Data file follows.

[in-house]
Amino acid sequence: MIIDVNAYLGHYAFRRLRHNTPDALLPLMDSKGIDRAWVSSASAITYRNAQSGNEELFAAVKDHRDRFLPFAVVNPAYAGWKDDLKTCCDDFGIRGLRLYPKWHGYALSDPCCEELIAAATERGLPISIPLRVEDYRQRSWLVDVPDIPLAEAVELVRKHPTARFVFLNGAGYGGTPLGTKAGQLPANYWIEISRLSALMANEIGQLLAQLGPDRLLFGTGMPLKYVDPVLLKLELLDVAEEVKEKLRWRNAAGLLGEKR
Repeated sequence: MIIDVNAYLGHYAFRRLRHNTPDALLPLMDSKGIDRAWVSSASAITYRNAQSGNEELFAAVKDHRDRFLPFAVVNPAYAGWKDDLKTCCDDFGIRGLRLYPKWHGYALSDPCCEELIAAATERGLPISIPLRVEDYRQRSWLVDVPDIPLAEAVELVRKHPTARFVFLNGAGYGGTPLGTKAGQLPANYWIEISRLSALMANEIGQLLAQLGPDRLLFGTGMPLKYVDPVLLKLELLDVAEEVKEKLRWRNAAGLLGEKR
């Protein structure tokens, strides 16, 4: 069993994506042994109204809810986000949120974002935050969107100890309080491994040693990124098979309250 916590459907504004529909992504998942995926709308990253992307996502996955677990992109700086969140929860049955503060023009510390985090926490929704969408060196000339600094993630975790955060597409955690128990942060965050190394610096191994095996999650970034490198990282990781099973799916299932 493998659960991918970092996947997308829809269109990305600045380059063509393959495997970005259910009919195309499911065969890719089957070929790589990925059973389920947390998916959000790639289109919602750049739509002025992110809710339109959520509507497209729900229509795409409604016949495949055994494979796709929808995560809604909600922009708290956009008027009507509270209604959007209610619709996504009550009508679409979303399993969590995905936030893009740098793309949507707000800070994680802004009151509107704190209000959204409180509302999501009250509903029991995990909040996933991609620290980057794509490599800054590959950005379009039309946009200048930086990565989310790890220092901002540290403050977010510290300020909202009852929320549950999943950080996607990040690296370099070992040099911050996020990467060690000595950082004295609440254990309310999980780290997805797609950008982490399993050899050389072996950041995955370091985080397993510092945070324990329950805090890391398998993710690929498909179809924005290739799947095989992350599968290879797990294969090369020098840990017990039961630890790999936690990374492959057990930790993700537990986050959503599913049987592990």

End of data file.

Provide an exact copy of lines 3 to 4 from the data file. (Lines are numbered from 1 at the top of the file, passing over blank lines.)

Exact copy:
Repeated sequence: MIIDVNAYLGHYAFRRLRHNTPDALLPLMDSKGIDRAWVSSASAITYRNAQSGNEELFAAVKDHRDRFLPFAVVNPAYAGWKDDLKTCCDDFGIRGLRLYPKWHGYALSDPCCEELIAAATERGLPISIPLRVEDYRQRSWLVDVPDIPLAEAVELVRKHPTARFVFLNGAGYGGTPLGTKAGQLPANYWIEISRLSALMANEIGQLLAQLGPDRLLFGTGMPLKYVDPVLLKLELLDVAEEVKEKLRWRNAAGLLGEKR
């Protein structure tokens, strides 16, 4: 069993994506042994109204809810986000949120974002935050969107100890309080491994040693990124098979309250 916590459907504004529909992504998942995926709308990253992307996502996955677990992109700086969140929860049955503060023009510390985090926490929704969408060196000339600094993630975790955060597409955690128990942060965050190394610096191994095996999650970034490198990282990781099973799916299932 493998659960991918970092996947997308829809269109990305600045380059063509393959495997970005259910009919195309499911065969890719089957070929790589990925059973389920947390998916959000790639289109919602750049739509002025992110809710339109959520509507497209729900229509795409409604016949495949055994494979796709929808995560809604909600922009708290956009008027009507509270209604959007209610619709996504009550009508679409979303399993969590995905936030893009740098793309949507707000800070994680802004009151509107704190209000959204409180509302999501009250509903029991995990909040996933991609620290980057794509490599800054590959950005379009039309946009200048930086990565989310790890220092901002540290403050977010510290300020909202009852929320549950999943950080996607990040690296370099070992040099911050996020990467060690000595950082004295609440254990309310999980780290997805797609950008982490399993050899050389072996950041995955370091985080397993510092945070324990329950805090890391398998993710690929498909179809924005290739799947095989992350599968290879797990294969090369020098840990017990039961630890790999936690990374492959057990930790993700537990986050959503599913049987592990």